The Convention demanded full transparency and disclosure of terms of bilateral and international agreement reached by the Government, especially on matters of public interest in the field of use of the countries natural and economic resources. The participants called upon the parliament to hold open discussion on such vital matters of national interest, and engage the citizens at large in vital decision-making like these, especially leading members of the civil society, NGOs and relevant experts. The culture of secrecy on these matters will be self-defeating for national interest, the Convention alerted.
The participants called upon the Government to ensure the land rights of the indigenous communities in both hilly and plain regions, according constitutional recognition of their rights, as well as those of the other disadvantaged sections of the society, particularly the persons with disabilities and special needs.
The Convention stressed that fighting corruption and fighting human rights violations are closely liked with each other. Participants called upon the Government to build capacity, independence and effectiveness of the Human Rights Commission. They also demanded that those guilty of all sorts of human rights violations including the war criminals and extra-judicial killings must be brought to justice without delay and without fear or favour.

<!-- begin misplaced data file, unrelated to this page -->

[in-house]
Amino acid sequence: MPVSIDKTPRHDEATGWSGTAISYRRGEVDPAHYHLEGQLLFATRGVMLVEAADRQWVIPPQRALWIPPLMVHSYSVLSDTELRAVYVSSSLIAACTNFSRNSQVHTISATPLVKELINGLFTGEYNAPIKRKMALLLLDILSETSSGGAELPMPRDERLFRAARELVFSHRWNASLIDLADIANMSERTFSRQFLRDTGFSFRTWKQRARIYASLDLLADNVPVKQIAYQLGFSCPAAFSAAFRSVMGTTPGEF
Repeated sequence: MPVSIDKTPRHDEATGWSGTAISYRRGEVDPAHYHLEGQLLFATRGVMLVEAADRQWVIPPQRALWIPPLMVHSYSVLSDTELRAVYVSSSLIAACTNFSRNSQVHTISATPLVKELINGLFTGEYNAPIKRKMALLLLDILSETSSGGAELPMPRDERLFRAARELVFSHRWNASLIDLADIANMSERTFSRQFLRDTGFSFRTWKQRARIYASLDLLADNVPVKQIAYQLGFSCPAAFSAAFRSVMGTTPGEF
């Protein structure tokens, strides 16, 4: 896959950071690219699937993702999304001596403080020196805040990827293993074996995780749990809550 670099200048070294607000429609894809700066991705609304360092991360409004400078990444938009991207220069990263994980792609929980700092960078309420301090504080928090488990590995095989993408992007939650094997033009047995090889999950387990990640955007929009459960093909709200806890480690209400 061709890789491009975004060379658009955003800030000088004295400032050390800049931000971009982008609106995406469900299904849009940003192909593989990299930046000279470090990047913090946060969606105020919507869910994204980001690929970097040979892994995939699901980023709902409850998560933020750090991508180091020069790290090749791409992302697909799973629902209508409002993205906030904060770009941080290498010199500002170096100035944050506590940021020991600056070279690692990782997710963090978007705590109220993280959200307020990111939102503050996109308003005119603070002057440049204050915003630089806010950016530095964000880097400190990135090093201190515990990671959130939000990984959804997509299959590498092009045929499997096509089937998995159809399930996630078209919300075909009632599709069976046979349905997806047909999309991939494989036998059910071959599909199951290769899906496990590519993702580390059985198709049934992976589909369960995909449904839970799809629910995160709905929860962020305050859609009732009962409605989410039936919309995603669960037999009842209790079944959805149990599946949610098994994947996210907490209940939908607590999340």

The Convention also demanded full transparency in all stages and process of public procurement at both national and local levels. Failure of the Government to control the growing trend of politicization and abuse of power in the tendering process will be self-defeating for the Government, the Declaration said.
The Convention was concerned that the media professionals were increasingly coming under threat of intimidation and insecurity from people in positions power in the course of discharge of heir professional duty. Participants called upon the Government to take immediate steps to arrest this trend and allow the law take its own course.
The Convention urged upon all stakeholders particularly the Government, the political authority to demonstrate the political will against corruption. Participants called upon the private sector, NGOs, media and the citizens at large to do everything possible in their capacity to strengthen the voice and demand against corruption in Bangladesh.
A YES webpage was also launched at the Convention which was rounded off with a colorful musical programme, coupled with a dazzling laser show on glorious history of Bangladesh’s independence. The underlying spirit of Bangladesh's independence, especially establishing democracy, justice, human rights, democratic institutionalization, and promoting good governance by effectively controlling corruption were actively mainstreamed in the proceedings.